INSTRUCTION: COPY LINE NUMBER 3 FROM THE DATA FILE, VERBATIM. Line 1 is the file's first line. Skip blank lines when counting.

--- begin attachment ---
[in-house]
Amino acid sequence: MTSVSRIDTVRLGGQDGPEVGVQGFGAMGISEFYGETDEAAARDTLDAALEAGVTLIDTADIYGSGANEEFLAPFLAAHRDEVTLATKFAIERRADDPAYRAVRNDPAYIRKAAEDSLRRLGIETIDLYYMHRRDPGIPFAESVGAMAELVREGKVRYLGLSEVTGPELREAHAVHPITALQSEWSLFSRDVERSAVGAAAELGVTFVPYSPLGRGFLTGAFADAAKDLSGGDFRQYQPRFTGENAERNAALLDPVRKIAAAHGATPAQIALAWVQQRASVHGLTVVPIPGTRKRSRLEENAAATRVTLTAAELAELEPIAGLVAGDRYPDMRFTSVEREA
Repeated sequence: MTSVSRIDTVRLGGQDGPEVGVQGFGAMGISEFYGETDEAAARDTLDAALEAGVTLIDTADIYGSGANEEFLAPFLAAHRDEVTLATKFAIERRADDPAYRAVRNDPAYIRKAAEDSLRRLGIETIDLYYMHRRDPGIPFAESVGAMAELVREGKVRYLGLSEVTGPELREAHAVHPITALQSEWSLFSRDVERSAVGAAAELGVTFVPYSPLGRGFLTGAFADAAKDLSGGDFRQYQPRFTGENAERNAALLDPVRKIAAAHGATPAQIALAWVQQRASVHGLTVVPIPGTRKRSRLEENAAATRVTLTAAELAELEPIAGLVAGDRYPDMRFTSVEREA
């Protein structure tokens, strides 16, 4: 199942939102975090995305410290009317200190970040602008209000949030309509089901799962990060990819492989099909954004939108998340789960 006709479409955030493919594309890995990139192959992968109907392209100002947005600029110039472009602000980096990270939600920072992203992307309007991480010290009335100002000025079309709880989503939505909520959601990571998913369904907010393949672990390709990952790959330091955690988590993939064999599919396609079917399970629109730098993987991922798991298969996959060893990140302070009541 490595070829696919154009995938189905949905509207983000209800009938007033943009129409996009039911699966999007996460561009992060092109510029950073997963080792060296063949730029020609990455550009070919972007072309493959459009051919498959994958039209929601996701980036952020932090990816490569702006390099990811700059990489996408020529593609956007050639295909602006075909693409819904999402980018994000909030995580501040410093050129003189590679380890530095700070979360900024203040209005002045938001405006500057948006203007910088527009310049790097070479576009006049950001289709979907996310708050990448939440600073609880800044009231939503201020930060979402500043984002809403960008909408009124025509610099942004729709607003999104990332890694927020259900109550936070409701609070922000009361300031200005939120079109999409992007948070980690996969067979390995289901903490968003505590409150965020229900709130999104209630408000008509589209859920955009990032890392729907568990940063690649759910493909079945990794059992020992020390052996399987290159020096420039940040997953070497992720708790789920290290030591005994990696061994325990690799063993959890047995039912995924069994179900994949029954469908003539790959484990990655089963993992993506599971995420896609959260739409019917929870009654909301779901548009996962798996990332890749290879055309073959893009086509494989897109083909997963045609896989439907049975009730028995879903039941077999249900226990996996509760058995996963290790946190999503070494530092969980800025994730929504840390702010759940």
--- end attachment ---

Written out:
Repeated sequence: MTSVSRIDTVRLGGQDGPEVGVQGFGAMGISEFYGETDEAAARDTLDAALEAGVTLIDTADIYGSGANEEFLAPFLAAHRDEVTLATKFAIERRADDPAYRAVRNDPAYIRKAAEDSLRRLGIETIDLYYMHRRDPGIPFAESVGAMAELVREGKVRYLGLSEVTGPELREAHAVHPITALQSEWSLFSRDVERSAVGAAAELGVTFVPYSPLGRGFLTGAFADAAKDLSGGDFRQYQPRFTGENAERNAALLDPVRKIAAAHGATPAQIALAWVQQRASVHGLTVVPIPGTRKRSRLEENAAATRVTLTAAELAELEPIAGLVAGDRYPDMRFTSVEREA